With the release of J.J. Abrams cleverly secretive but tantalizing monster movie Cloverfield today, fans will be treated to a teaser trailer for Abrams’ next project: Star Trek. Many hope Abrams’ touch will resurrect this moribund franchise which barely churned out a game to celebrate the 40th anniversary of Star Trek.
And behold the power of the Internet, not to mention the proliferation of recording devices that would make Scotty beside himself, someone has recorded the trailer and it is now online. Catch it before the Ferengi lawyers from Paramount get it yanked down.
Naturally with any such long running and pretty successful franchise, the trailer has further fueled the Star Trek Canon Wars when only a description of the trailer recently leaked out. There are two big points of controversy I will tackle in this post.
Controversy #1 is, Where the heck did they build Enterprise? What has the fans a-twitter screaming about canon or non-canon is this trailer shows Enterprise under construction and the welders are not in space suits. Which is leading some to say its being built on Earth, which means it is not canon. The accepted canon according to such sources as Bjo Trimble’s Enterprise Concordance or Okuda’s Star Trek Chronology is Enterprise was built in orbit at the San Francisco Naval Yards. As an aside, to build a non-aerodynamic starship like Enterprise in a gravity-well with atmosphere is pretty stupid – besides think of starting up an engine that uses anti-matter on a planet, talk about safety concerns. I admit the quality of the trailer leaves something to be desired but I seem to see in the background scaffolding and walls. So I shall take a swag and theorize NCC-1701 is in orbit in an enclosed berth where all the parts are assembled. Which will jive with what is seen in the trailer. End of controversy #1
Controversy #2 is, Oh my gawd its about Starfleet Academy! Since we do not know the whole script, to get one’s knickers in a knot at this point is pretty senseless. But remember this is supposed to be about a young brash James Kirk, which means the other crewmembers will be just as wet behind the ears. Except for Spock who served under Capt. Christopher Pike aboard Enterprise for 11 years before command passed to Kirk. So I am resigned to seeing at least a little bit about the Academy, perhaps Abrams will focus on the last days of Kirk’s senior year with the Kobayashi Maru test. Again we don’t know the whole script except they have cast people to play Pavel Chekov, who was probably in junior high when Kirk is in the Academy, along with Capt. Christopher Pike and James Kirk’s parents. So this movie maybe covering quite a few years, from the outfitting of Enterprise under Capt. Robert April to perhaps Kirk serving a snotty tour about the same ship until Pike transfers command unto James Kirk. Since they have cast people to play Romulans, there the good ship Enterprise and its continuity could founder since it’s the episode Balance of Terror in which Enterprise first encounters Romulans face to face since the Earth-Romulan War of a century before. Or Abrams is introducing the Romulans as shadow agents of change and influence which Kirk and others will never suspect, perhaps thinking they are Vulcans – which means chances of Spock being in those scenes would be slim. So exit stage left the primal whining of this being Jim Kirk’s Academy Days.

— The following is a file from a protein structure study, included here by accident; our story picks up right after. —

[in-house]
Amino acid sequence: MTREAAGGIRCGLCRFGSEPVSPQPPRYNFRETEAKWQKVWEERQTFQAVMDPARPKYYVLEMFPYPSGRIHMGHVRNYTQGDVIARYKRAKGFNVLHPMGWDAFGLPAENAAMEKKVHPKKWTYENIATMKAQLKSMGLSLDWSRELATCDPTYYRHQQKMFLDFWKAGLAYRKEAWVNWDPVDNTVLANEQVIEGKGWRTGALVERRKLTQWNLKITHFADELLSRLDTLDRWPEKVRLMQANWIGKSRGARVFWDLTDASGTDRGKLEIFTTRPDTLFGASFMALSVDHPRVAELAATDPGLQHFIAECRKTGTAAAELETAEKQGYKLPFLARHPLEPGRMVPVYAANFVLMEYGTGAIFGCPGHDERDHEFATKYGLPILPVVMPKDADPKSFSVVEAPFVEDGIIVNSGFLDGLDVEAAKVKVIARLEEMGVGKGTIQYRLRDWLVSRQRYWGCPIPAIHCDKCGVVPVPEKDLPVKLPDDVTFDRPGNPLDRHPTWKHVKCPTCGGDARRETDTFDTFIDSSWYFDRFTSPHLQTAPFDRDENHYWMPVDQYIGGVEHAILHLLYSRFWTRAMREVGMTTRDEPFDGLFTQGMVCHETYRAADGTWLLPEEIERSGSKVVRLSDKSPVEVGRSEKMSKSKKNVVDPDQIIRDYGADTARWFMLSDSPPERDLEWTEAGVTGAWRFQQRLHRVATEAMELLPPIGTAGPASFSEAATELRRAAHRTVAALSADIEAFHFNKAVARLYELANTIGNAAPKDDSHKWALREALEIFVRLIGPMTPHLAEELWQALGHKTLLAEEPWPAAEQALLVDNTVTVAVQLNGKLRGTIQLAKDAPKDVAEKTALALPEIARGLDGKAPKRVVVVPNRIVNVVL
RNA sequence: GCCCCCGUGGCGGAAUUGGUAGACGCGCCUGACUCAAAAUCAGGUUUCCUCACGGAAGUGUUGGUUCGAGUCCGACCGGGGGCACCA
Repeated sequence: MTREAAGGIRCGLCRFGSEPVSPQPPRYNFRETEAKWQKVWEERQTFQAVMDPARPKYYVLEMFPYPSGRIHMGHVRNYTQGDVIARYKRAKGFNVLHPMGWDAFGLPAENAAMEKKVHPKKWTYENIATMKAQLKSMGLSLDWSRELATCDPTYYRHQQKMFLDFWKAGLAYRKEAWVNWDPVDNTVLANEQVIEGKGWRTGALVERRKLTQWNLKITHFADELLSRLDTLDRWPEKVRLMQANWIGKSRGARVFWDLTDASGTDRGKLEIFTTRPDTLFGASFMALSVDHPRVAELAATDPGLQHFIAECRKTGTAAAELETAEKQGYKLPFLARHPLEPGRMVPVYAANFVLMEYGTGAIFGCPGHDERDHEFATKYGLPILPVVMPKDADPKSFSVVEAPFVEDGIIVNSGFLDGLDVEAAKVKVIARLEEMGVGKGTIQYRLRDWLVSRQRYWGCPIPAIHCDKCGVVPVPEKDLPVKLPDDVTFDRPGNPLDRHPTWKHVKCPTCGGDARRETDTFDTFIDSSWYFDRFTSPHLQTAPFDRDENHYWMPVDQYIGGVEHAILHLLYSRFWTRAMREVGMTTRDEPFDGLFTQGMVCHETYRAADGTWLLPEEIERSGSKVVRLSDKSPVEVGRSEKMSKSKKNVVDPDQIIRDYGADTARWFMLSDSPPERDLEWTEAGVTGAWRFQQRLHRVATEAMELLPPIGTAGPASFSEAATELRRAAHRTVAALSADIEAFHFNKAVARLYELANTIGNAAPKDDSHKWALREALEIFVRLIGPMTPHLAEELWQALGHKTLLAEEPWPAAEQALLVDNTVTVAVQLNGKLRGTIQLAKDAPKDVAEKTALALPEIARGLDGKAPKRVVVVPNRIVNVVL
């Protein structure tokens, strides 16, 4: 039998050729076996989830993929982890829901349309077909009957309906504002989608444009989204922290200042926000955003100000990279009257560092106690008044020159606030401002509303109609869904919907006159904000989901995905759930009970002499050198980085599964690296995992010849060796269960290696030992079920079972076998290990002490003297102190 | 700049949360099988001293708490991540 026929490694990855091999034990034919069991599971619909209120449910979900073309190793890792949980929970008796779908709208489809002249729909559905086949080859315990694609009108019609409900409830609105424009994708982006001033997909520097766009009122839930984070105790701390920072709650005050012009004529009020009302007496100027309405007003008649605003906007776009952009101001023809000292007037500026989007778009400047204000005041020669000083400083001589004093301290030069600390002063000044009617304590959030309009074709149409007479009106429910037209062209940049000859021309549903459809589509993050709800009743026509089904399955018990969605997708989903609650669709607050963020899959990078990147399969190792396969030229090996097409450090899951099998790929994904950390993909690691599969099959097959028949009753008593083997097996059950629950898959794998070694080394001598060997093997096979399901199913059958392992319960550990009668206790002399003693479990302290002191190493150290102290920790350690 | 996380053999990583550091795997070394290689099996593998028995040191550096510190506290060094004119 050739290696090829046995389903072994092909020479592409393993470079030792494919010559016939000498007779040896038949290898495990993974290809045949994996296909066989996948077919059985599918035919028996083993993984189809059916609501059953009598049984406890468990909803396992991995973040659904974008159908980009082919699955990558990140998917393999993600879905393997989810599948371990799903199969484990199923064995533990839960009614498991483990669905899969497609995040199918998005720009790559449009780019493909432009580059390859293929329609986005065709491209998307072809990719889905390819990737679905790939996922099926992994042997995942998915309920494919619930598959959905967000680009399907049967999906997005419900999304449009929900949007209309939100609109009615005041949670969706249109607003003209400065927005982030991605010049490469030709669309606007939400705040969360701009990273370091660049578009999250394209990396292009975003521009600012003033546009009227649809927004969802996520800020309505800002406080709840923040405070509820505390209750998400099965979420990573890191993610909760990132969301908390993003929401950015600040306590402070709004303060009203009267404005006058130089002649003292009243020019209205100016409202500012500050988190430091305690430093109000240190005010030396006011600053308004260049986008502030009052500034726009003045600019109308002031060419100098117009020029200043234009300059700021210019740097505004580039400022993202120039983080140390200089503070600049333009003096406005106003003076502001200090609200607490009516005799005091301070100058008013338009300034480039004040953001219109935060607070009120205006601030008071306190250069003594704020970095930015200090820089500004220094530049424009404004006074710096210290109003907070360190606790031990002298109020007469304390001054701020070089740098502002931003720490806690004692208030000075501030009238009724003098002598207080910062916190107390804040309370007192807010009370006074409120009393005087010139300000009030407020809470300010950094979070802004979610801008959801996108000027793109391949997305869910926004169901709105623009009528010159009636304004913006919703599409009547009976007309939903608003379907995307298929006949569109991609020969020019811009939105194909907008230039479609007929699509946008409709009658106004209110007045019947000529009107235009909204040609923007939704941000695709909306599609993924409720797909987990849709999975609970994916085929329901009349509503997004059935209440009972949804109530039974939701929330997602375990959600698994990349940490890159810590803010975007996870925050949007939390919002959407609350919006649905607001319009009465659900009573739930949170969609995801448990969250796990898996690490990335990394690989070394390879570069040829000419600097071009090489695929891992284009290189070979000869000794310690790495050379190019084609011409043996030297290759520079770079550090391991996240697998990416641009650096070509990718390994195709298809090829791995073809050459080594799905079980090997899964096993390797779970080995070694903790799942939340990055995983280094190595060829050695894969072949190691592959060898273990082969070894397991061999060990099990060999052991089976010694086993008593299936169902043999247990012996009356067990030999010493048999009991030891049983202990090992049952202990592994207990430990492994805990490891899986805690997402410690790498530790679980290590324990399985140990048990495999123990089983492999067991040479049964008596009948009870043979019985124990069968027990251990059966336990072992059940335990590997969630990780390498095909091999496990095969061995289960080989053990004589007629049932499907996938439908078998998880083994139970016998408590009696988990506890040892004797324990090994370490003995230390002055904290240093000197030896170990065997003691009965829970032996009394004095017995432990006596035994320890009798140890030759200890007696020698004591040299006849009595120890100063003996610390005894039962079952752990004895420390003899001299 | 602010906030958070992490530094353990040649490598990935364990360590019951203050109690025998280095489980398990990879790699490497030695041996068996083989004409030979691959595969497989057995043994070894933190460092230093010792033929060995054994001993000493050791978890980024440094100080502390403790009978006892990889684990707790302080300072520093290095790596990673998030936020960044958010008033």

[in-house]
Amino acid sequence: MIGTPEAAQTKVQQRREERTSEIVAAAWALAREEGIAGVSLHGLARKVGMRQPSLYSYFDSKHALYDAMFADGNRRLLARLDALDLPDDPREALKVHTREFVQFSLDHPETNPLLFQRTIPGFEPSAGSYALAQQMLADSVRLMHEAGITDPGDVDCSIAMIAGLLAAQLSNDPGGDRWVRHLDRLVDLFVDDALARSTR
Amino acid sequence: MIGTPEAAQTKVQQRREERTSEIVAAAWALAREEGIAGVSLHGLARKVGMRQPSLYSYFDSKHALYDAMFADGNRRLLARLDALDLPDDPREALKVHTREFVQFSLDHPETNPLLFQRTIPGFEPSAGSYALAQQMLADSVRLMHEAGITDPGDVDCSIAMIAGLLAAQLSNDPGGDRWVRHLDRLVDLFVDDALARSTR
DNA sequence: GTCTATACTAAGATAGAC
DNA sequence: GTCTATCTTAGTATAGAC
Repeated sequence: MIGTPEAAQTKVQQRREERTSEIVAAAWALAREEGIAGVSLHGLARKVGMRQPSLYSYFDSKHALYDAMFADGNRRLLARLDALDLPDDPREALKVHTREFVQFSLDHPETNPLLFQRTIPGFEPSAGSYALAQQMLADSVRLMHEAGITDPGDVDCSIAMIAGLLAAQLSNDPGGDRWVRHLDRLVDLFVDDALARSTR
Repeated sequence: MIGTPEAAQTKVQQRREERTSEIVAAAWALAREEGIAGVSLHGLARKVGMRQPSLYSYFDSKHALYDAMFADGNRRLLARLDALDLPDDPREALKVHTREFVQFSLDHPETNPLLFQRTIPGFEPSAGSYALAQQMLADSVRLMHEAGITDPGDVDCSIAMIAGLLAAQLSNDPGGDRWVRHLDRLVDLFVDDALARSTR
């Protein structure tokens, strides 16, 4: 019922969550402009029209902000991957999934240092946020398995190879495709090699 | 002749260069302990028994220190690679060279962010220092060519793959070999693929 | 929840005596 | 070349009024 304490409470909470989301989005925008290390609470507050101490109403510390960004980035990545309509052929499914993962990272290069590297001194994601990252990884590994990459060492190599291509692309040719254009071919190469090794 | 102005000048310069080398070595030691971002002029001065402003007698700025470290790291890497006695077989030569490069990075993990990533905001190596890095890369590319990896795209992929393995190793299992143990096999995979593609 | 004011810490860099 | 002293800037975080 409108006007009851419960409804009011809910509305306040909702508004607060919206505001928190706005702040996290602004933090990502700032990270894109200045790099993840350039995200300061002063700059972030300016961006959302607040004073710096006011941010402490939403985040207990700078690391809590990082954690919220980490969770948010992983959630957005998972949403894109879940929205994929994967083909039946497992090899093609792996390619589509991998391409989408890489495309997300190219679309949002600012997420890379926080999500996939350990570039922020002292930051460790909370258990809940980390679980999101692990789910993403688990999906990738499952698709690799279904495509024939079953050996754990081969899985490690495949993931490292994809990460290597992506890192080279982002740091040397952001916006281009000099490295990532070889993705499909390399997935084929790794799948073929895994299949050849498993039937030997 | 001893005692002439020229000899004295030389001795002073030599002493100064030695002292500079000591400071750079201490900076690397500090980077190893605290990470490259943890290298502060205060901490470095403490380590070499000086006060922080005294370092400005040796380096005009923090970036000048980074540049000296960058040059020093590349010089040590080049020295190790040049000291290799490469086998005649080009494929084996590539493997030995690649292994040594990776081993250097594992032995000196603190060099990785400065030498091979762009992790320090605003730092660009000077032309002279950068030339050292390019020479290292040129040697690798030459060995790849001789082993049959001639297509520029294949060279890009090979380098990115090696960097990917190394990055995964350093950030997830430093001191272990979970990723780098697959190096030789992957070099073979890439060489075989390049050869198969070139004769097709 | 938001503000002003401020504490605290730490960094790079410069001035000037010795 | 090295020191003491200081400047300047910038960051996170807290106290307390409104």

This is all speculation on my part from too little information so take it with a large dilithium crystal. I maybe right or I could be terribly wrong. I will try and not go off the deep end like some in the Canon Wars do. But judging from this teaser I am willing to give Abrams the benefit of the doubt and produce a good movie that honors the series without betraying the vision of the Great Bird of the Galaxy.
P.S. I am a fan of Star Trek but I truly abhor terrible writing in any genre, Trek being no exception. Which is why in my movie library Star Trek V, and any of the Next Generation movies are MIA.
For further reading:
The Making of Star Trek: What it is – how it happened – how it works! Stephen E. Whitfield and Gene Roddenberry. Ballentine Books, New York, 1968. 414 pages.
Star Trek Concordance. 2nd Edition. Bjo Trimble. Citadel Press Book, New York, 1995. 332 pages.
Star Trek Chronology – The History of the Future. Michael Okuda and Denise Okuda. Pocket Books, New York, 1996. 342 pages.